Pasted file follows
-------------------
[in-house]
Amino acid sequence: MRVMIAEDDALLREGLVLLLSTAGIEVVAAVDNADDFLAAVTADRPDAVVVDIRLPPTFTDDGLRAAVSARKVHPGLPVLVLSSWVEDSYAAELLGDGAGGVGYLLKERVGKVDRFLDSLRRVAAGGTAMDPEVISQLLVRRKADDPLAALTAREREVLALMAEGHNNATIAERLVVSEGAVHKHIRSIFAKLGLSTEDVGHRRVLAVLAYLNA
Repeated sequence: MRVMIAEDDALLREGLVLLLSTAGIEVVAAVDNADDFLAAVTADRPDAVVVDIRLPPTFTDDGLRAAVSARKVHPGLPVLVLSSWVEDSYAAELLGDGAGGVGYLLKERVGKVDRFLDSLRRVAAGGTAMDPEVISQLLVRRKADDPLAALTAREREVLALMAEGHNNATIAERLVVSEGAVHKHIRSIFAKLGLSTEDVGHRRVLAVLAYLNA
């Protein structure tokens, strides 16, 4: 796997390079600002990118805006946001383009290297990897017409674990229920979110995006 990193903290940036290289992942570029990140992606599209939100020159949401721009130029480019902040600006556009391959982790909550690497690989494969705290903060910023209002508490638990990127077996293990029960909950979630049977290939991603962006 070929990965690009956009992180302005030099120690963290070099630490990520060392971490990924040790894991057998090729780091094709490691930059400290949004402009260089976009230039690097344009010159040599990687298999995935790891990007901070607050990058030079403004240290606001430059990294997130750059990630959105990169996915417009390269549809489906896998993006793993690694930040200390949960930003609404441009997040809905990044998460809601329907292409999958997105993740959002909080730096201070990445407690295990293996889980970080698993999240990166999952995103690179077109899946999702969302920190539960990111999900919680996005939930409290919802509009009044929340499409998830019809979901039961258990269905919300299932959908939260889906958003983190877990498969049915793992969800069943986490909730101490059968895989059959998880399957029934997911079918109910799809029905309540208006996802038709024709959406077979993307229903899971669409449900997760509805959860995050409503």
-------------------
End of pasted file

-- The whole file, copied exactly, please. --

[in-house]
Amino acid sequence: MRVMIAEDDALLREGLVLLLSTAGIEVVAAVDNADDFLAAVTADRPDAVVVDIRLPPTFTDDGLRAAVSARKVHPGLPVLVLSSWVEDSYAAELLGDGAGGVGYLLKERVGKVDRFLDSLRRVAAGGTAMDPEVISQLLVRRKADDPLAALTAREREVLALMAEGHNNATIAERLVVSEGAVHKHIRSIFAKLGLSTEDVGHRRVLAVLAYLNA
Repeated sequence: MRVMIAEDDALLREGLVLLLSTAGIEVVAAVDNADDFLAAVTADRPDAVVVDIRLPPTFTDDGLRAAVSARKVHPGLPVLVLSSWVEDSYAAELLGDGAGGVGYLLKERVGKVDRFLDSLRRVAAGGTAMDPEVISQLLVRRKADDPLAALTAREREVLALMAEGHNNATIAERLVVSEGAVHKHIRSIFAKLGLSTEDVGHRRVLAVLAYLNA
């Protein structure tokens, strides 16, 4: 796997390079600002990118805006946001383009290297990897017409674990229920979110995006 990193903290940036290289992942570029990140992606599209939100020159949401721009130029480019902040600006556009391959982790909550690497690989494969705290903060910023209002508490638990990127077996293990029960909950979630049977290939991603962006 070929990965690009956009992180302005030099120690963290070099630490990520060392971490990924040790894991057998090729780091094709490691930059400290949004402009260089976009230039690097344009010159040599990687298999995935790891990007901070607050990058030079403004240290606001430059990294997130750059990630959105990169996915417009390269549809489906896998993006793993690694930040200390949960930003609404441009997040809905990044998460809601329907292409999958997105993740959002909080730096201070990445407690295990293996889980970080698993999240990166999952995103690179077109899946999702969302920190539960990111999900919680996005939930409290919802509009009044929340499409998830019809979901039961258990269905919300299932959908939260889906958003983190877990498969049915793992969800069943986490909730101490059968895989059959998880399957029934997911079918109910799809029905309540208006996802038709024709959406077979993307229903899971669409449900997760509805959860995050409503």